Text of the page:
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More than 90 percent of shoulder replacement implants last more than ten years, according to the largest study of its kind.
The study led by the University of Exeter and the National Institute for Health Research Applied Research Collaboration South West Peninsula (PenARC), and published in The Lancet Rheumatology examined data on nearly 18,000 people who have had shoulder replacements, an increasingly common procedure.
The study found that at ten years, more than 90 per cent of shoulder replacements were still working well, and that patients continued to report that the operation had benefitted them.
Jon Evans, Orthopaedic Registrar and NIHR Clinical Lecturer at the University of Exeter Medical School, who led the collaboration, said: “Our findings provide valuable and overdue information for patients and clinicians considering shoulder replacement surgery. To our knowledge, this study is the first to provide a simple and generalisable answer to two very important questions: how long does a shoulder replacement last, and will my shoulder be better in the long-term after surgery? We found that shoulder replacements have a sustained positive effect on patients’ lives for at least ten years, in more than 90 per cent of cases. Our data will also be useful for those commissioning health-care services enabling them to plan the provision of future revision services.”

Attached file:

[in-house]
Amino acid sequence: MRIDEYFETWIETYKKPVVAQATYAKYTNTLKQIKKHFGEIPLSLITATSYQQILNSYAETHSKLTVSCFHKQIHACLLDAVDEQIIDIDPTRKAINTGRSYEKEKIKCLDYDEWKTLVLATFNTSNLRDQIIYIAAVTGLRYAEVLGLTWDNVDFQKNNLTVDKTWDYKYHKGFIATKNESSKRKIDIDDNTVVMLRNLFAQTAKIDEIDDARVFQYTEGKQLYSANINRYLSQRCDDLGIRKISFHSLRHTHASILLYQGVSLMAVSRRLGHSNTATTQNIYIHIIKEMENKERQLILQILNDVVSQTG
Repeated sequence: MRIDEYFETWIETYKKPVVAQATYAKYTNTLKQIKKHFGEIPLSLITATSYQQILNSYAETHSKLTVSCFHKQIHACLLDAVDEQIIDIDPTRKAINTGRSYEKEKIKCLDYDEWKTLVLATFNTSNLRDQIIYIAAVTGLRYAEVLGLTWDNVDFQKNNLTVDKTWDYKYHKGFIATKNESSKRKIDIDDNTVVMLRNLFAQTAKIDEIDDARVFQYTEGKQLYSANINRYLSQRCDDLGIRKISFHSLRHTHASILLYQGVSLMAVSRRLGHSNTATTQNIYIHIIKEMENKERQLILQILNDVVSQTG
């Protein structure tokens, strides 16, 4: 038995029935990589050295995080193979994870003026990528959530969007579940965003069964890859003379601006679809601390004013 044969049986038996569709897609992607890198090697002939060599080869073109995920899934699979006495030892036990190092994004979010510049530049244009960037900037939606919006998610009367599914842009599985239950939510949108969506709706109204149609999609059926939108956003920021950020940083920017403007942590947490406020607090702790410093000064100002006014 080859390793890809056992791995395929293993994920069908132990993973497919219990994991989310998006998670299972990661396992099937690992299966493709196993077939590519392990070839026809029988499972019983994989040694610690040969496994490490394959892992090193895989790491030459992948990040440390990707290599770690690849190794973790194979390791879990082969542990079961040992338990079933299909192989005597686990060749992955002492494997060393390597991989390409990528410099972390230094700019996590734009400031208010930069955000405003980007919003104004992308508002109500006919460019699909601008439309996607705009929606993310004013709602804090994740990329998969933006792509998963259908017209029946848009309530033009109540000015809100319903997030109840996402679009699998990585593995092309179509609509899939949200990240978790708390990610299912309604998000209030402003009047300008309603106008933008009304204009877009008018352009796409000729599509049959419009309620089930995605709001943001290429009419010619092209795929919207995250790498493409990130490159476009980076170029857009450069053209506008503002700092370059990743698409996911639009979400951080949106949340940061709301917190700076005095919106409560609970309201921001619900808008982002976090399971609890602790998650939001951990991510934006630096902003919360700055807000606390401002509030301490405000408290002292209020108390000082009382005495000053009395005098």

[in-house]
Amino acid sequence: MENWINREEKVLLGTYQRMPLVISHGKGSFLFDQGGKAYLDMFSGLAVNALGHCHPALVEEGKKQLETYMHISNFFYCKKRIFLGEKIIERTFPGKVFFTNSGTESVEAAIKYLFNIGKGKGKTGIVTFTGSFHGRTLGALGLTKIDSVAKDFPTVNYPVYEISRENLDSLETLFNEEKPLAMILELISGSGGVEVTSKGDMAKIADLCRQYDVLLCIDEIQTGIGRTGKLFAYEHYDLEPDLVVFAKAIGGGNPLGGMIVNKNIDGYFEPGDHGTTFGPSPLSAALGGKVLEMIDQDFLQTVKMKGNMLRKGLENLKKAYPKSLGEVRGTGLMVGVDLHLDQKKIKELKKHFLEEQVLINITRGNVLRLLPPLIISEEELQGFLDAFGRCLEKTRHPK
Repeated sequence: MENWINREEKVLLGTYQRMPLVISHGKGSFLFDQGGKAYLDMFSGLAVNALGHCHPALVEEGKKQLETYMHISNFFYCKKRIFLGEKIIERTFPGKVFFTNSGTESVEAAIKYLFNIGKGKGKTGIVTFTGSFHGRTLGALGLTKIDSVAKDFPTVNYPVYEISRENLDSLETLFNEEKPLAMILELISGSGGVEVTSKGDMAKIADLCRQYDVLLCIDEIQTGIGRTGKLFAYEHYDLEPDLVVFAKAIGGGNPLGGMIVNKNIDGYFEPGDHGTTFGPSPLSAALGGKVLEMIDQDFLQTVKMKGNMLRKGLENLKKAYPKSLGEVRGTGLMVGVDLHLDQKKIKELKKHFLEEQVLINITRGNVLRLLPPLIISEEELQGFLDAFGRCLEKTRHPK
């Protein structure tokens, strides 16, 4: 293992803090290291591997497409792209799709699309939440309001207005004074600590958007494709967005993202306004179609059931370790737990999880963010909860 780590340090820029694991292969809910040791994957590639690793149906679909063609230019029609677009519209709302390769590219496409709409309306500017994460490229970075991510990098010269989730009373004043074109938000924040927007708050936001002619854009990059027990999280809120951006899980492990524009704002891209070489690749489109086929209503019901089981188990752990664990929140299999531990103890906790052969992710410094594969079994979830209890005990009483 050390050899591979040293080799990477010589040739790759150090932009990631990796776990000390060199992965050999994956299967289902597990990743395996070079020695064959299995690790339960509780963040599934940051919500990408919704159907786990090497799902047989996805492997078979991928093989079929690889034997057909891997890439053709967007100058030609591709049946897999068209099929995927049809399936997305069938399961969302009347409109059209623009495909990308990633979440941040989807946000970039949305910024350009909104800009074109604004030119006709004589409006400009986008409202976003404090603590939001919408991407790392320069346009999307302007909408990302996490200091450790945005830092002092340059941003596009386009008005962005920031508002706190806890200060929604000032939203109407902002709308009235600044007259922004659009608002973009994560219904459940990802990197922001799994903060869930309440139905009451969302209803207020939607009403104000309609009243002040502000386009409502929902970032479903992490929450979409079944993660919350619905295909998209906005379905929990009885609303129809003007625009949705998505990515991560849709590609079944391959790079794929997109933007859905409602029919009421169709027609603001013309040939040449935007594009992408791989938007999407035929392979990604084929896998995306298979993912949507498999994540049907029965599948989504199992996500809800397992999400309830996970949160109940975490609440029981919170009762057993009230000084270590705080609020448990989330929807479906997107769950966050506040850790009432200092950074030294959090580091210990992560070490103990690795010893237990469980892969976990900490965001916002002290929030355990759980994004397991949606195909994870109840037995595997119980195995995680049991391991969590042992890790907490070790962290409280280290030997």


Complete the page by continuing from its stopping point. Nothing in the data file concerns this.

The research collaboration involved the University of Bristol, the NIHR Bristol Biomedical Research Centre, and Bristol’s Southmead Hospital, the Nuffield Department of Orthopaedics in Oxford, and the NIHR Oxford Biomedical Research Centre. The study was funded by NIHR, the National Joint Registry for England, Wales, Northern Ireland, and Isle of Man, and the Royal College of Surgeons of England.
The paper is entitled ‘How long does a shoulder replacement last? A systematic review and meta-analysis of case series and national registry reports with more than 10 years of follow-up’. Authors are Jonathan P Evans, Jonathan T Evans, Richard S Craig, Hasan R Mohammad, Adrian Sayers, Ashley W Blom, Michael R Whitehouse, and Jonathan L Rees.